Weeding onion plants is as important to them when you want them to flower, as it is when you want them to push the bulb out for harvest. You will need to keep the onion plants well controlled when it comes to weeding. Watch your onions for weeds as early as you plant them.

Mulching the surface of your onion plants can help you here. It is worth noting that when an onion goes to flower, that does not mean that you will lose the bulb for harvesting. You can still harvest a bulb after the plant has gone to the flowering stage.

The onion bulb will not be as good or robust as it would be, as much of the plant’s energy has gone to the flower to create seeds for more plants. However, you can still have the best of both worlds here. You can harvest some onion plants early, and leave some in the ground until the next year.

With the plants that you have left in the ground, you will get flowering onion plants in the next season. Leave them over winter and you can watch this miracle for yourself. Onion flowers can be quite beautiful and are worth the wait.

Frequently Asked Questions (FAQ) About Onion Flowering

Q: Can you use onion flowers after they have gone to seed?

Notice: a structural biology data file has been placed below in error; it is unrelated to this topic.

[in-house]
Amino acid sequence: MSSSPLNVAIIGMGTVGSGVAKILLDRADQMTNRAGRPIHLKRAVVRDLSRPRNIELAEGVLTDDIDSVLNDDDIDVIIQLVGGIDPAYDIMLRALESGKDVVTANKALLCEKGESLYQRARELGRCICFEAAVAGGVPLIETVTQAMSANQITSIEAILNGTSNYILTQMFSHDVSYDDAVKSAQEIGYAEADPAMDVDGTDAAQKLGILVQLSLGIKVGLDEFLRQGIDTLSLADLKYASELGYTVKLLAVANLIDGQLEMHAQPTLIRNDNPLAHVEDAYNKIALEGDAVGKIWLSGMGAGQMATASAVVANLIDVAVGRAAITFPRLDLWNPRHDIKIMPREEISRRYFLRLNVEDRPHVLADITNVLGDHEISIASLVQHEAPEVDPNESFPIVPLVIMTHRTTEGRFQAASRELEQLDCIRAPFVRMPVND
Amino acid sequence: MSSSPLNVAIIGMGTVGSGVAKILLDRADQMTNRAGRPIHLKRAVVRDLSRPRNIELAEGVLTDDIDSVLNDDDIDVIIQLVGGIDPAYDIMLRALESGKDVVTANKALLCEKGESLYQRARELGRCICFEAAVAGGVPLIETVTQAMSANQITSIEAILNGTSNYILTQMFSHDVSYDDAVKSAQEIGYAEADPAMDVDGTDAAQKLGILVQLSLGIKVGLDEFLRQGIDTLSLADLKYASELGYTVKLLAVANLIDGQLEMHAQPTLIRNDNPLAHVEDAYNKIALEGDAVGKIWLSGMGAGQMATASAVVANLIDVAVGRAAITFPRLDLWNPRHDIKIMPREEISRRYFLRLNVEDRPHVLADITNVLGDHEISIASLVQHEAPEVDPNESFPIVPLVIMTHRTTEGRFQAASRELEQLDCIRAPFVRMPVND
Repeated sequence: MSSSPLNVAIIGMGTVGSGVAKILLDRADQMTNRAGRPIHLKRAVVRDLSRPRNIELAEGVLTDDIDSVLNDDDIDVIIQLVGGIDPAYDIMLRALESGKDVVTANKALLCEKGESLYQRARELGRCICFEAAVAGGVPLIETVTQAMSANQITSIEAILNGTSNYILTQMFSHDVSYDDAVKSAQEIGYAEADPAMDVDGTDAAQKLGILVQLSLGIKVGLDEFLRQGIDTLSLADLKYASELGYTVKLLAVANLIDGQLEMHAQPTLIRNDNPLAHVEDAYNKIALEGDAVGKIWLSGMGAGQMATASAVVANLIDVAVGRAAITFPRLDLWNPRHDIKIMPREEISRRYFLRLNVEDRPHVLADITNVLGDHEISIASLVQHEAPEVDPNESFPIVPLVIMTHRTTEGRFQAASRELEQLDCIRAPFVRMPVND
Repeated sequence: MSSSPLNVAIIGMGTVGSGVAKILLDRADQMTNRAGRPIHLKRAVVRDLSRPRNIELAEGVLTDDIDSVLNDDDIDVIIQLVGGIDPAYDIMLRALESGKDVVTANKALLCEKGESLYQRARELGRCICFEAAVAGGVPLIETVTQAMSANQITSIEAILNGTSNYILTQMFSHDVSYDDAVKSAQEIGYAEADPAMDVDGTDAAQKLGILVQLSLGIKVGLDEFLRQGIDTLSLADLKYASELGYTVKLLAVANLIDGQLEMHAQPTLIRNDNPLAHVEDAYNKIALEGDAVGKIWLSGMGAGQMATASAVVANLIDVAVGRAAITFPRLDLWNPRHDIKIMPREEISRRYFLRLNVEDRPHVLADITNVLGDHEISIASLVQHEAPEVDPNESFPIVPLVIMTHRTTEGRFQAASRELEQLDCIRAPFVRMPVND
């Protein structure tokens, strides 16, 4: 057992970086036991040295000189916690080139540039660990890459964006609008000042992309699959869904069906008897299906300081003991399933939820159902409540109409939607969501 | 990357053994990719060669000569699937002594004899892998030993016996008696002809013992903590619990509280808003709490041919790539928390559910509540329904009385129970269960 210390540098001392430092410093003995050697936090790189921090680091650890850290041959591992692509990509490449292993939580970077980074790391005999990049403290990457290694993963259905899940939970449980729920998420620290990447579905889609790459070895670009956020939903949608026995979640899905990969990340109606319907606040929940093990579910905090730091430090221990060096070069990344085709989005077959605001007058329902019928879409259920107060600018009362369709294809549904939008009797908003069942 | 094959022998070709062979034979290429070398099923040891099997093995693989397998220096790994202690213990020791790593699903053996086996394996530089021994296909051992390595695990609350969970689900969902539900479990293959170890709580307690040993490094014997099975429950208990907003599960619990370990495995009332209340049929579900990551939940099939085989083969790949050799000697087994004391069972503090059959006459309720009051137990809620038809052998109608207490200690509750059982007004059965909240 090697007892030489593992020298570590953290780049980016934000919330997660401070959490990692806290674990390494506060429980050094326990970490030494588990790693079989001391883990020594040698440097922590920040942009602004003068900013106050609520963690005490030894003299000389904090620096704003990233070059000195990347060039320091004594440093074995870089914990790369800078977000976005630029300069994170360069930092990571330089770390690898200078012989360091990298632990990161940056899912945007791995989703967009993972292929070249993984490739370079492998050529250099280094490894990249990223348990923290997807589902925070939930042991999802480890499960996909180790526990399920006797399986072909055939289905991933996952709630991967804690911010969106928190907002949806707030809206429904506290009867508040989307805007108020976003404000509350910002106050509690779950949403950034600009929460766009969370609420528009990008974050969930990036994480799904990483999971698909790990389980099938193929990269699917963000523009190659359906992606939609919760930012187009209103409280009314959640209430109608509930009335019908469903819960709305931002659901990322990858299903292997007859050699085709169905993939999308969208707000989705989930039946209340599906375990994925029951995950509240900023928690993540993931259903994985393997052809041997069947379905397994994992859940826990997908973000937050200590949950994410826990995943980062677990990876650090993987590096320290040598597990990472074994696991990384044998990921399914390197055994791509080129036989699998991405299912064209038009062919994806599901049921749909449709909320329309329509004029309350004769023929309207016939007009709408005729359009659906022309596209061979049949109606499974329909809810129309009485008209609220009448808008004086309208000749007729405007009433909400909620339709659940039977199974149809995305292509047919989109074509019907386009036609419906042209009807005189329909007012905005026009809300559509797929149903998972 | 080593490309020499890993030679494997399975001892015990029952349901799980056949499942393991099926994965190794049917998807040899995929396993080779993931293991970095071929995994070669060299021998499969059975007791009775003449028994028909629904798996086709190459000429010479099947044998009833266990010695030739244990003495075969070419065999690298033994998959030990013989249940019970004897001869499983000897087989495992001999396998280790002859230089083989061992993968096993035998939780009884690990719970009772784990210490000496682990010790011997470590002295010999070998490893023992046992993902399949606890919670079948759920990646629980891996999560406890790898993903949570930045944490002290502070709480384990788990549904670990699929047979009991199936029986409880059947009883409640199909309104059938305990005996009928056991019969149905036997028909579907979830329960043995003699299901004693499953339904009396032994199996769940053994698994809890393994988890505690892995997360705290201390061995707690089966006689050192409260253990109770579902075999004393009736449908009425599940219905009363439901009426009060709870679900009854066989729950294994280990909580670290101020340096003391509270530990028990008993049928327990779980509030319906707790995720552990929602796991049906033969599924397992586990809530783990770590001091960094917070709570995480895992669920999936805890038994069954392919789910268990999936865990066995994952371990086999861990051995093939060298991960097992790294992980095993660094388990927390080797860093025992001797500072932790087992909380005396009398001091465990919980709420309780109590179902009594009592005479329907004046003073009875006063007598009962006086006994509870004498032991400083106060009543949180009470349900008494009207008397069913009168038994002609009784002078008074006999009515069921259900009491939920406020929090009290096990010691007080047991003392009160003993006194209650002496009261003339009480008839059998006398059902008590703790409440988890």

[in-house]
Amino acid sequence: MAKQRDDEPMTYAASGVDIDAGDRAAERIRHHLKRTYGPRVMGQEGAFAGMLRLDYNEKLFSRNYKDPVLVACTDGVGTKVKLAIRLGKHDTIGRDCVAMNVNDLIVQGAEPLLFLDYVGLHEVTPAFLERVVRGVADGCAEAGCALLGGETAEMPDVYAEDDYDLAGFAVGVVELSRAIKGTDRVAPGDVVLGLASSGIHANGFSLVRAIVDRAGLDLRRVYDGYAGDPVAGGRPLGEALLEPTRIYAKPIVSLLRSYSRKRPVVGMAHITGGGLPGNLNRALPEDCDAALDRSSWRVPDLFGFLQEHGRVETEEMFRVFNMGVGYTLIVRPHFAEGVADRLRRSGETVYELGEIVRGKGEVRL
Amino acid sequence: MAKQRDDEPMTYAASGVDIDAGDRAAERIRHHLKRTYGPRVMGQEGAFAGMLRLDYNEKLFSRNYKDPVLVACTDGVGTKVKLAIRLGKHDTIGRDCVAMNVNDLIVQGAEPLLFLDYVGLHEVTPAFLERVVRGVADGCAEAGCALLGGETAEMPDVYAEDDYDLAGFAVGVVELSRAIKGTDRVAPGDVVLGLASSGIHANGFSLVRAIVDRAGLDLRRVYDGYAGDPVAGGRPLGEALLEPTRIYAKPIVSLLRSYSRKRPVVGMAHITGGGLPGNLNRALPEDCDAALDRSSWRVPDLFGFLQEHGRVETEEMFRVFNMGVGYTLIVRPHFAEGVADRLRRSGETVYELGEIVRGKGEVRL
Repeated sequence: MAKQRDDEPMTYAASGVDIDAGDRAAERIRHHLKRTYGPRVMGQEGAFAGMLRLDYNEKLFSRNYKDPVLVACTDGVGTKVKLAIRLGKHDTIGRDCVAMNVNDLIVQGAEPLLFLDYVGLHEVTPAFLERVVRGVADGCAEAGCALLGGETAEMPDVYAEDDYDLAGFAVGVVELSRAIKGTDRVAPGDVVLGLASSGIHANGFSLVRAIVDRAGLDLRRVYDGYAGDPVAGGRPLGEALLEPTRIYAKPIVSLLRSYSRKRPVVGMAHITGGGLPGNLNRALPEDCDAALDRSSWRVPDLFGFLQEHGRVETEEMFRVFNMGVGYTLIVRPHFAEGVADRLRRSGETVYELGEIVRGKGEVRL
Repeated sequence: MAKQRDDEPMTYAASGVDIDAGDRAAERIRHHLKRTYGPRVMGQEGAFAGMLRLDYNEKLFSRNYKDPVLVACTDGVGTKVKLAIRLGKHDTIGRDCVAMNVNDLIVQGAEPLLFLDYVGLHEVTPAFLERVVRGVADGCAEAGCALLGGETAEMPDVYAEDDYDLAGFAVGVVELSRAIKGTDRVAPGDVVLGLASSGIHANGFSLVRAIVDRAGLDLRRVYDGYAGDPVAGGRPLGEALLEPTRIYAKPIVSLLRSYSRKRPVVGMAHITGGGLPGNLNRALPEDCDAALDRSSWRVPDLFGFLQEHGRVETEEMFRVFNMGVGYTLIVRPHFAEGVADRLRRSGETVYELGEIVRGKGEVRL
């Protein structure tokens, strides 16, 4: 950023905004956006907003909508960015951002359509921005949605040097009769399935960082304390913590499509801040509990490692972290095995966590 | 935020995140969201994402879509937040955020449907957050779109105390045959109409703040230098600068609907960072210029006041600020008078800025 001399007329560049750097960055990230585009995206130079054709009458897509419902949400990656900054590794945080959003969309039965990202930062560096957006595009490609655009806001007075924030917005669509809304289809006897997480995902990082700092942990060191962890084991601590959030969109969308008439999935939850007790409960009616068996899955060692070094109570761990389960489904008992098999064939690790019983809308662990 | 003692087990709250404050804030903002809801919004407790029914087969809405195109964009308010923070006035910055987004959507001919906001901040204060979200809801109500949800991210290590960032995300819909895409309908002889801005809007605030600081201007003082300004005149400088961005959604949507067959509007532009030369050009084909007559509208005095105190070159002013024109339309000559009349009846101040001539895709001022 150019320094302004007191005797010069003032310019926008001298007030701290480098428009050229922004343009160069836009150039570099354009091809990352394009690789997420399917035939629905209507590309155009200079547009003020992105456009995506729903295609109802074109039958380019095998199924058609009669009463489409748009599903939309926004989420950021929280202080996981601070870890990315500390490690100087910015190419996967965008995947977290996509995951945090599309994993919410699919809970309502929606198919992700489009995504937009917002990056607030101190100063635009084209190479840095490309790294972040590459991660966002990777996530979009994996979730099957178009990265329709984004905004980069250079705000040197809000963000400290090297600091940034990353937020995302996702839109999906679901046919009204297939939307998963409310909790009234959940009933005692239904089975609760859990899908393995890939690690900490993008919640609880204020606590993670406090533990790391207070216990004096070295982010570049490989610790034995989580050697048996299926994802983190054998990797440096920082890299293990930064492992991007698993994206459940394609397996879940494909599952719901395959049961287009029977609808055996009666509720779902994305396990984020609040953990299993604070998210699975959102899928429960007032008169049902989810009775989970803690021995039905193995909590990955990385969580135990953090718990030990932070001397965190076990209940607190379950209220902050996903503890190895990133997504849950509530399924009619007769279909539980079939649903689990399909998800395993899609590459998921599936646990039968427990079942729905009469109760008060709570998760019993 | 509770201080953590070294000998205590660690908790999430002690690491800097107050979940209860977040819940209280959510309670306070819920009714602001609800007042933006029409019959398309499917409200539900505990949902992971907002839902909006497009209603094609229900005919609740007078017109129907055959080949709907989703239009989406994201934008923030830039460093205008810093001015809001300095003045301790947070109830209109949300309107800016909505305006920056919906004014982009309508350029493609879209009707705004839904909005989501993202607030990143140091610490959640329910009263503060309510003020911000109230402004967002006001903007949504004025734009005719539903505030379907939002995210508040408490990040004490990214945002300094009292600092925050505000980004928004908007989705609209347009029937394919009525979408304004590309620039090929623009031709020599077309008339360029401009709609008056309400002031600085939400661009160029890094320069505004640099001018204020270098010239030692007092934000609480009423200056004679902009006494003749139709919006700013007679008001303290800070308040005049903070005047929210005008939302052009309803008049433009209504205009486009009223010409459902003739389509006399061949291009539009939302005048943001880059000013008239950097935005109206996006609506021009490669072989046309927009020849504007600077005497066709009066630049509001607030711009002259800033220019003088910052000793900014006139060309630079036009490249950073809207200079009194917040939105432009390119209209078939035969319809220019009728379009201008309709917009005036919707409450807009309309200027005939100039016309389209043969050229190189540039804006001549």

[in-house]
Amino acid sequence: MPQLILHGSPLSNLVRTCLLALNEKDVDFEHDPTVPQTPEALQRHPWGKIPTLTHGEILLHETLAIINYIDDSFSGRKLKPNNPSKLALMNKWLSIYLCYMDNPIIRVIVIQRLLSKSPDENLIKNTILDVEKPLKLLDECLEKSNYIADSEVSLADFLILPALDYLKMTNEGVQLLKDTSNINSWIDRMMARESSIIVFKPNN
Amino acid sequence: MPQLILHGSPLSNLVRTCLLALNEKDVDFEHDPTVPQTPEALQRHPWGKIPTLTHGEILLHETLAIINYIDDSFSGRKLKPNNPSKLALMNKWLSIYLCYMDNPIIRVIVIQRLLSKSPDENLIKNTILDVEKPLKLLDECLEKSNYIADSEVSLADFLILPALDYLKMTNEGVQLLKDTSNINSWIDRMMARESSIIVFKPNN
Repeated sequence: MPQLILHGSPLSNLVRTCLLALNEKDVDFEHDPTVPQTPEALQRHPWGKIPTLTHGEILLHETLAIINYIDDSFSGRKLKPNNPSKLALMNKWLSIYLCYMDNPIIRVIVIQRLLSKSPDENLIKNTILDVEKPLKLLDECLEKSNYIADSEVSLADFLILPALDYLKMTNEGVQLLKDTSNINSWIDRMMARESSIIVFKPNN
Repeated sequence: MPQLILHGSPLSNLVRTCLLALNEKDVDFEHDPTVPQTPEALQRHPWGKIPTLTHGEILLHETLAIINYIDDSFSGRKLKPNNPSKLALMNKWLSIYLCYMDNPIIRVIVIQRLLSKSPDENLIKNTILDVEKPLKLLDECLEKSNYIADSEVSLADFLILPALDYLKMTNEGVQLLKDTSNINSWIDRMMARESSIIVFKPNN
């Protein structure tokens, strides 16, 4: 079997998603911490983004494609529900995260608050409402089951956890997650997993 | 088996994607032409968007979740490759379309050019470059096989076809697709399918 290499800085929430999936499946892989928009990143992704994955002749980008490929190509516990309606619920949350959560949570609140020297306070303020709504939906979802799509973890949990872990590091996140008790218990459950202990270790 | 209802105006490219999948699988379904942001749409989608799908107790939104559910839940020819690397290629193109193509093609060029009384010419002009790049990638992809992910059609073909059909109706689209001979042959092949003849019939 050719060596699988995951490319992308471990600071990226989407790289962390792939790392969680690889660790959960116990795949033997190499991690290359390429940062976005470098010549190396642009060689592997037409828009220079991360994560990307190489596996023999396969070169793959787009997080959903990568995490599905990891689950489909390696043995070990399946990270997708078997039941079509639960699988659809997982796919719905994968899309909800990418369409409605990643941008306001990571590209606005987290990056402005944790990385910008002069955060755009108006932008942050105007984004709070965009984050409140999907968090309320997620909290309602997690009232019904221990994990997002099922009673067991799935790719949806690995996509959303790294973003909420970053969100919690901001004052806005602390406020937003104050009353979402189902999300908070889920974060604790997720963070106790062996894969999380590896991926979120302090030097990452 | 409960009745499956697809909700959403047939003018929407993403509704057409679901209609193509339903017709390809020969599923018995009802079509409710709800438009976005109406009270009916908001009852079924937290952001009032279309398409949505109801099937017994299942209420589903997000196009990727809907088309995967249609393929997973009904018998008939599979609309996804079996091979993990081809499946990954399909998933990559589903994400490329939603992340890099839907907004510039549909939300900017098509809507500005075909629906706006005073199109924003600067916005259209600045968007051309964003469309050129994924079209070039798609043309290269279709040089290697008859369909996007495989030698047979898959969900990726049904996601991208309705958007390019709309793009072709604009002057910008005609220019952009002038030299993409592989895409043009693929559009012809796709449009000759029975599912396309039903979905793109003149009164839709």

A: Many gardeners that want onions to flower want this to happen for a few reasons. Some just want to see the beauty of the onion flower, while others want to use the flowers to go to seed to create more onion plants. Once the onion has gone to flower, you can use those for many things.

You can use them to create seedlings and start new onion plants. You can also use them to eat, as the flowers will still produce a fragrant and tasty onion flavor to some dishes. Onion blossoms are frequently used with oil or vinegar infusions in dishes, and this also makes a lovely bottled oil you can use for display or eating purposes.

You will find the taste of the flowers almost the same, but slightly milder than harvested onion bulbs.

Q: What are long day and short day onions, and does this impact flowering?

A: The difference between long day and short day onions is the amount of time of sunlight required for them to reach their optimum conditions. A short day onion requires less sunlight than a long day onion. Short day onions need between 10 and 12 hours of sun for a good bulb or flower.

A long day onion needs between 14 and 16 hours of sunlight in order for a good harvest. There are some gardeners that will talk about intermediate day onions that can handle between 12 and 14 hours of sunlight, but the most common are long day and short day onions. If an onion is biennial, it will flower if you want it to.

It does not matter if it is a long day or a short day onion.

Q: Is it better to grow onions from seeds or from sets?

A: Some gardeners will say this is a personal preference, but that onions from sets are most likely to flower the way that you want them to. Onions in sets will mature earlier and can withstand temperature changes a little easier. They are going to do better than a transplant will.

You also won’t need the patience here as much as you will with onions from seeds.